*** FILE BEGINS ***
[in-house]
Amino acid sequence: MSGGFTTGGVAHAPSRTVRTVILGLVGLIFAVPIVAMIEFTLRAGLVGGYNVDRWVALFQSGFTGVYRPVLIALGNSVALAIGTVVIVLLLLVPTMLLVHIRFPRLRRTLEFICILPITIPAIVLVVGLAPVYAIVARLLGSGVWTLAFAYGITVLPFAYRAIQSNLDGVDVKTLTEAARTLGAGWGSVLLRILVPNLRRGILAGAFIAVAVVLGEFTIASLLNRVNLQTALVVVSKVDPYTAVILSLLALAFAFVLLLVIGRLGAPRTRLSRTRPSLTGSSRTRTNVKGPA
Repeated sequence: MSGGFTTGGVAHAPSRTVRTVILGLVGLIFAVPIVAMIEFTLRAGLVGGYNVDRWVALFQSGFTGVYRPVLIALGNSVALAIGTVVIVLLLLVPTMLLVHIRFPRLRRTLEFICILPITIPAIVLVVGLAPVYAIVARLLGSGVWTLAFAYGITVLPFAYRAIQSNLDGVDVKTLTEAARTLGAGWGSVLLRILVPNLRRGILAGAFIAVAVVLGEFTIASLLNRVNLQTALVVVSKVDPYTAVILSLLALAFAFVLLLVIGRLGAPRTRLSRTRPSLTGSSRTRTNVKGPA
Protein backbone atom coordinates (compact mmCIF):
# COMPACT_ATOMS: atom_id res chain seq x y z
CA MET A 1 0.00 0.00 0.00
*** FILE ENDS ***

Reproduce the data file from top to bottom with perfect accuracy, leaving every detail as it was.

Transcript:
[in-house]
Amino acid sequence: MSGGFTTGGVAHAPSRTVRTVILGLVGLIFAVPIVAMIEFTLRAGLVGGYNVDRWVALFQSGFTGVYRPVLIALGNSVALAIGTVVIVLLLLVPTMLLVHIRFPRLRRTLEFICILPITIPAIVLVVGLAPVYAIVARLLGSGVWTLAFAYGITVLPFAYRAIQSNLDGVDVKTLTEAARTLGAGWGSVLLRILVPNLRRGILAGAFIAVAVVLGEFTIASLLNRVNLQTALVVVSKVDPYTAVILSLLALAFAFVLLLVIGRLGAPRTRLSRTRPSLTGSSRTRTNVKGPA
Repeated sequence: MSGGFTTGGVAHAPSRTVRTVILGLVGLIFAVPIVAMIEFTLRAGLVGGYNVDRWVALFQSGFTGVYRPVLIALGNSVALAIGTVVIVLLLLVPTMLLVHIRFPRLRRTLEFICILPITIPAIVLVVGLAPVYAIVARLLGSGVWTLAFAYGITVLPFAYRAIQSNLDGVDVKTLTEAARTLGAGWGSVLLRILVPNLRRGILAGAFIAVAVVLGEFTIASLLNRVNLQTALVVVSKVDPYTAVILSLLALAFAFVLLLVIGRLGAPRTRLSRTRPSLTGSSRTRTNVKGPA
Protein backbone atom coordinates (compact mmCIF):
# COMPACT_ATOMS: atom_id res chain seq x y z
CA MET A 1 0.00 0.00 0.00